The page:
It is the mark of an educated man that he can read and enjoy Milton and Dante. And this being the case, the Bible and classical mythology should be given prime consideration in our public schools - not taught as religion, of course, but as literature. I believe that studying the Bible as literature is better than not being exposed to it at all because of religious differences. Let the student decide the question of religious affiliation for himself (as he must in any case), but let him not be denied a scholarly approach to the world’s great literature. In the meantime, Americans will remain cultural boors abroad and philosophically shallow at home until our school system gives them a proper appreciation for these twin keys to culture.
Very early I came to be intrigued by the existence of prehistoric ancestors of the human species. The disparity between the story of Adam and the fossil evidence of pre-human hominoids quickly came to my attention, and by the ninth grade when I took biology I had accepted the validity of evolution. The Origin Of The Species is, next to the Bible, the most influential book I have ever read. And further along this same path I was confirmed as a theistic evolutionist by reading Lecomte du Noüy’s Human Destiny several times through while in high school.
There are fourteen great books that have been foundational to my thinking: The Bible (RSV), Darwin’s Origin Of Species And Descent Of Man, du Noüy’s Human Destiny, Frazer’s Golden Bough, Charles’ Apocrypha And Pseudepigrapha Of The Old Testament, Renan’s Life Of Jesus, Dante’s Divine Comedy, Omar Khayyam’s Rubaiyat, Will Durant’s Story Of Philosophy, Thoreau’s Walden, Pascal’s Pensees, Plato’s Dialogues, Professor Estep’s The Anabaptist Story, and Dr. Moody’s Life After Life. This is not to say that I necessarily espoused everything in these writings. In the case of the Rubaiyat, for example, I rejected the pessimistic determinism of the Persian poet - just as I also reject the pessimistic cynicism of Ecclesiastes. The value of many of these books is that they forced me to evaluate their profound ideas and to formulate my own basic system of beliefs and values. The authors that I most admire and seek to emulate are William Foxwell Albright (archæologist, linguist, Bible expositor) and Harry Emerson Fosdick (preacher, philosopher, Bible expositor). I have often referred to these two men as “my patron saints.”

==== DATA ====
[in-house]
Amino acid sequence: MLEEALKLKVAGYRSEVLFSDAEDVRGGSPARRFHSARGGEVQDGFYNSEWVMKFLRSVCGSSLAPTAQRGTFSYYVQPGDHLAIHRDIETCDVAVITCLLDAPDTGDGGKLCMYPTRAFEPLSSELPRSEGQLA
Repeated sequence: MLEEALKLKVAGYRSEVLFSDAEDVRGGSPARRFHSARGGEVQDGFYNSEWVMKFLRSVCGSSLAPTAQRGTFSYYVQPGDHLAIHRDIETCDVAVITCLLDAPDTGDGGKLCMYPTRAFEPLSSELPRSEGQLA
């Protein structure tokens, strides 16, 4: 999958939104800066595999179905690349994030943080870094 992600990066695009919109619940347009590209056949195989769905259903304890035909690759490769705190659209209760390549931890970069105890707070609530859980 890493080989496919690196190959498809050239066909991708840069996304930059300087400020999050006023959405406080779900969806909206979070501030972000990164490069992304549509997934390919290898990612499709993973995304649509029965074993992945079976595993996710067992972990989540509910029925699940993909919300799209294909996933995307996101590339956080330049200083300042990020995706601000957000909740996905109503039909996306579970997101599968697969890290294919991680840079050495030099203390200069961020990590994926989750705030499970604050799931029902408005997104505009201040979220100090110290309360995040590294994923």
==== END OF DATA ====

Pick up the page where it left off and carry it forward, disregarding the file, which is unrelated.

All of this emphasis on books caused me to examine my own personality in the light of attitudes of my peers, for I recognized an anti-intellectual current in America that labels bookishness as effeminancy. Notwithstanding popular sentiment, however, I never doubted my own masculinity. Also, I was certain that the masculinity of the world’s great thinkers, who shared these same propensities, was the essential quality that made them able to meet persecution without flinching when it came. In like manner I also rejected those mistaken views about the milktoast “meekness” of Jesus. Although it is true that I enjoyed painting, playing a musical instrument, studying Latin, and being immersed in great literature, at the same time I participated in athletics and made good grades in scientific courses in school. As stated above, part of my decision to pursue technical studies was to assert the positive quality of my manhood while at the same time enjoying the “feminine” facets of liberal arts as well. To this day I dislike feminine traits in males and oppose any emphasis on “fashions” in male clothing. At the same time, however, I disdain the brutishness, profanity, and alcoholic bravado that some call manliness.